After a fire on an aging MBTA Orange Line caused a panic and left passengers kicking out windows to escape a smoke-filled subway car, Democrats in the Legislature are piping up that it might just be time to turn to taxpayers for funds to fix the T.

"We need to invest in the MBTA," Rep. Daniel Ryan of Charlestown said, adding that what happened on the Orange Line is more than a problem with MBTA management. "We need to invest in the infrastructure. We need to, you know, raise taxes and have a serious discussion about why the gas tax failed a couple of years ago."

An increase in the state's gas tax, with funds earmarked for transportation projects, was repealed by voters in 2014.

The MBTA's Back Bay station was a chaotic scene Wednesday after a motor overheated, causing smoke to enter the cars—and passengers to exit the cars, sometimes through forced-open doors and kicked-in windows.

“The safety and security of the MBTA is a top priority for the administration. As the MBTA conducts a full investigation of this incident, the governor appreciates the quick response by the Transit Police and first responders and the patience of riders who were inconvenienced during their evening commute," Gov. Charlie Baker's spokesman, William Pitman, wrote in a statement.

The incident is just the latest in a number of infrastructure failures that have rattled the MBTA and given lawmakers much to chew on as they mull over possible tax hikes. To raise taxes, the Democrat-dominated Legislature would be at odds with Baker, who opposes higher taxes. House Speaker Robert DeLeo has cracked the window for discussion of changing taxes in the upcoming session, something Senate President Stan Rosenberg has said he's always ready to do.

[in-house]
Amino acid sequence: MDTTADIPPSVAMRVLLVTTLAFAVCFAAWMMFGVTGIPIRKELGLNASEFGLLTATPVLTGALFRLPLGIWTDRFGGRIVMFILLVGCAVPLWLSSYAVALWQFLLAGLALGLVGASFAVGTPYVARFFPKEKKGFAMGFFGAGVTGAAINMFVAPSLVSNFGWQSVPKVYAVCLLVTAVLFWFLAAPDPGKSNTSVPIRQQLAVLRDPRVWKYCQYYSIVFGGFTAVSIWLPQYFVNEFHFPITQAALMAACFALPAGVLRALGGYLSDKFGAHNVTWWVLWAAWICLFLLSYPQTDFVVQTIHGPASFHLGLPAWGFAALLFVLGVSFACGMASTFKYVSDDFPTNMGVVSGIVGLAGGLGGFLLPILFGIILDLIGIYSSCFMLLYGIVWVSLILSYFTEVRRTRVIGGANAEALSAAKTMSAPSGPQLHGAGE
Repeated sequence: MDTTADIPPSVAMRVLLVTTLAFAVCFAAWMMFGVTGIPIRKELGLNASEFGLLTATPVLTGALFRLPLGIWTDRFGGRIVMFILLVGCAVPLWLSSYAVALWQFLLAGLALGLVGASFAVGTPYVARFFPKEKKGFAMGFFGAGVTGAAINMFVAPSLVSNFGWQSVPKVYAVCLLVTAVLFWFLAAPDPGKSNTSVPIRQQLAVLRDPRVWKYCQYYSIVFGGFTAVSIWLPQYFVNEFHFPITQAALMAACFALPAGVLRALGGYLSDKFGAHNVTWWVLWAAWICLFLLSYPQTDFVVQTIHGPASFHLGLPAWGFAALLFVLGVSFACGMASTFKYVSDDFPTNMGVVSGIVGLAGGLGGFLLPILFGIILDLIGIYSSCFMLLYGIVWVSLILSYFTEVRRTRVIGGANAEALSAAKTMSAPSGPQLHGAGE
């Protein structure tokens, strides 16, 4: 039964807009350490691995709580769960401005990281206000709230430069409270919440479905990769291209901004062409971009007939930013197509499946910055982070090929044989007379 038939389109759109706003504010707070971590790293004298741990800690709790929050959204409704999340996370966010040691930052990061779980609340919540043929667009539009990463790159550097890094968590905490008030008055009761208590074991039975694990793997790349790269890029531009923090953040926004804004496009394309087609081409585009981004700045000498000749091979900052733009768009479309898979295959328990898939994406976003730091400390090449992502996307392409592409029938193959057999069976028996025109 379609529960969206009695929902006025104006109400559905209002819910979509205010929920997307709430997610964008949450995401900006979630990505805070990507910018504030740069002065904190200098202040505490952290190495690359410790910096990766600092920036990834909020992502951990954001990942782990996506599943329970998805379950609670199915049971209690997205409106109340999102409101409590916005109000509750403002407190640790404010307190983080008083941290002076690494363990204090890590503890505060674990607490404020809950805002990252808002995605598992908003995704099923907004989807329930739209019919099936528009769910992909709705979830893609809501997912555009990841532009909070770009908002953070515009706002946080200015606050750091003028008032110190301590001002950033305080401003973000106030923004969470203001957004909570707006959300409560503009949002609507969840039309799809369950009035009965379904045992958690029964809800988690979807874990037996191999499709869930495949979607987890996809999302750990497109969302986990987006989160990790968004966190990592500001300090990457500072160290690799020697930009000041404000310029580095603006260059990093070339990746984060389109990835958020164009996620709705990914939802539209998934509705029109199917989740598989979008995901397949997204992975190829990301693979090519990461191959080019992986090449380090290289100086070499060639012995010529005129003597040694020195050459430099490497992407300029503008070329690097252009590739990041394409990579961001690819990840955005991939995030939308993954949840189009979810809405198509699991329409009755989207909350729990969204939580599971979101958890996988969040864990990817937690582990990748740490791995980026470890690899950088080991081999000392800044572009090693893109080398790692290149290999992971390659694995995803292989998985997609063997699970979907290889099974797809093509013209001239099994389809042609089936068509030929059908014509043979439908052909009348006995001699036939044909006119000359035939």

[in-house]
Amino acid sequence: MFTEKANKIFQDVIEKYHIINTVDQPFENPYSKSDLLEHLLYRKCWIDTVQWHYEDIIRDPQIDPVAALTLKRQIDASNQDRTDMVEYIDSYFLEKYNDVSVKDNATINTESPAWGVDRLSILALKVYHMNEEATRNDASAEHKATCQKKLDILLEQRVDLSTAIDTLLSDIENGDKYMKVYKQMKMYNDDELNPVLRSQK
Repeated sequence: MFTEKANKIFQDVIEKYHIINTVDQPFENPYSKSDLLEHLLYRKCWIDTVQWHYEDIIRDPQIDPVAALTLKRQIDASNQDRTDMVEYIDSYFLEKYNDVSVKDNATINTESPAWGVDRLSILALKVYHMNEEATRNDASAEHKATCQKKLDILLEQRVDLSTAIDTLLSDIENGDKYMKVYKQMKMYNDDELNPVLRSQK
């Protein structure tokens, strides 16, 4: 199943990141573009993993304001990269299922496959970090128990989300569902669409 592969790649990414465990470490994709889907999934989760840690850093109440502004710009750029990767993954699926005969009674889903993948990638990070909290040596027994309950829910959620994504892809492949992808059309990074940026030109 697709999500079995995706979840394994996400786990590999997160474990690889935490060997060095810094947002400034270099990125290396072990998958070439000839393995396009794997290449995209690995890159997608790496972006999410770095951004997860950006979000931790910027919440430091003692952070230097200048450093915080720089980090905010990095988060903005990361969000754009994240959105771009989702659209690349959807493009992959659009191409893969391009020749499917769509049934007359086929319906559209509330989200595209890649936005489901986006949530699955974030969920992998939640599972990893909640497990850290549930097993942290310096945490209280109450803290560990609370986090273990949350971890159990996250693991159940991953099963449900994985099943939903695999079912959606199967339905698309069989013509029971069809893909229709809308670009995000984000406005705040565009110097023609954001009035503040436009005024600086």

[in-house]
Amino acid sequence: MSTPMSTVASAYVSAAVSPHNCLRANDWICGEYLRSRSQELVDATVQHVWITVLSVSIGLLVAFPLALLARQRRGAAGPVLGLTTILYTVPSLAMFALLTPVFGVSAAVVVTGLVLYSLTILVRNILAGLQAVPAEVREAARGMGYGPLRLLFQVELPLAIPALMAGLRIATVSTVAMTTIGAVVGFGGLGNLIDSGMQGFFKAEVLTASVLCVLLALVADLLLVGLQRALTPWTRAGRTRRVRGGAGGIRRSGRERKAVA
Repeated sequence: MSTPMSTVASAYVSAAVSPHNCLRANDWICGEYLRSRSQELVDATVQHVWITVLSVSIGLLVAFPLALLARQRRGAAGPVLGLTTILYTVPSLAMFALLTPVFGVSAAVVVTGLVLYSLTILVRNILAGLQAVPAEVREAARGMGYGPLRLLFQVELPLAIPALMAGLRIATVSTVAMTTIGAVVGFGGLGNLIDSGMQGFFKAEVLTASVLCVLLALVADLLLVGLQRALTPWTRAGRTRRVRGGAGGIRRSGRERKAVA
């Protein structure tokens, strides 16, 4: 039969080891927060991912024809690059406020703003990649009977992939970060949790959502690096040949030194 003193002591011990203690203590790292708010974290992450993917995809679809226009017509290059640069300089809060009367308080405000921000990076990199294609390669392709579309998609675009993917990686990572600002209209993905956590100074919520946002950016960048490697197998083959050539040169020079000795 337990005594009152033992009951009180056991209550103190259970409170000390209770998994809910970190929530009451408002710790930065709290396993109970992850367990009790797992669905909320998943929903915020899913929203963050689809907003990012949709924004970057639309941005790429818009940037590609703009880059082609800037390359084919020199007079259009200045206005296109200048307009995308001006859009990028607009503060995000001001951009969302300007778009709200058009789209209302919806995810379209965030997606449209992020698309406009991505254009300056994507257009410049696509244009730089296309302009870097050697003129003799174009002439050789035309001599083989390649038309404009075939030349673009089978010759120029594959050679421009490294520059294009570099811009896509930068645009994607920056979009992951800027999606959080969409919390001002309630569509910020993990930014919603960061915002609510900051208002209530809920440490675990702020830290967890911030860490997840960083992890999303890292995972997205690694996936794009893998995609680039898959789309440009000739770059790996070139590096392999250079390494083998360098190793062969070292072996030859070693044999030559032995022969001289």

Sen. Joseph Boncore of Winthrop agreed the T is something the Legislature needs to start seriously investing in and selling the idea to voters.

"We need to be more upfront with the citizens of the Commonwealth about what our real problems are, where the investments need to be made and we need to start creating revenue sources to fund public transit," Boncore said.

An irony lining Wednesday's incident is that the Orange Line's oldest cars are already scheduled to be replaced in 2019. The cars are ordered and will be manufactured at a new plant in Springfield. That purchase is a big part of the T's effort to shore up its current service reliability, but telling riders less-flammable trains are on the way in three years doesn't really cut it with frustrated straphangers.

"People aren't aware of the investment that we're making to the T, so to say we're making the investments, that means absolutely nothing, but it does make everybody question, including us, what the T is doing to make sure that the system is first and foremost safe and reliable," Jamaica Plain Rep. Jeffrey Sanchez said.

"We've got to let constituents know, both riders and people who live in the MBTA service area, that if we're going to ask for a world class transportation system and us elected officials are going to promise one, we got to find a way to pay for it," Ryan said.

The way to pay for it mentioned by lawmakers with Orange Line stations in their districts is the 2018 ballot effort to increase income taxes on the state's richest residents. The additional charge on incomes over $1 million would go toward transportation and education projects, according to backers of the constitutional amendment.

Mike Connolly, a Cambridge progressive who will take his House seat next year, said the incident is another reminder of the MBTA's $7 billion-plus maintenance backlog.

"When I saw that video I thought about the runaway Red Line train and I thought about the snowstorms where the Commuter Rail shut down for days at a time," Connolly said. "So all of these images I think really just illustrate how desperately we need to raise revenue and invest that in a world class transit system."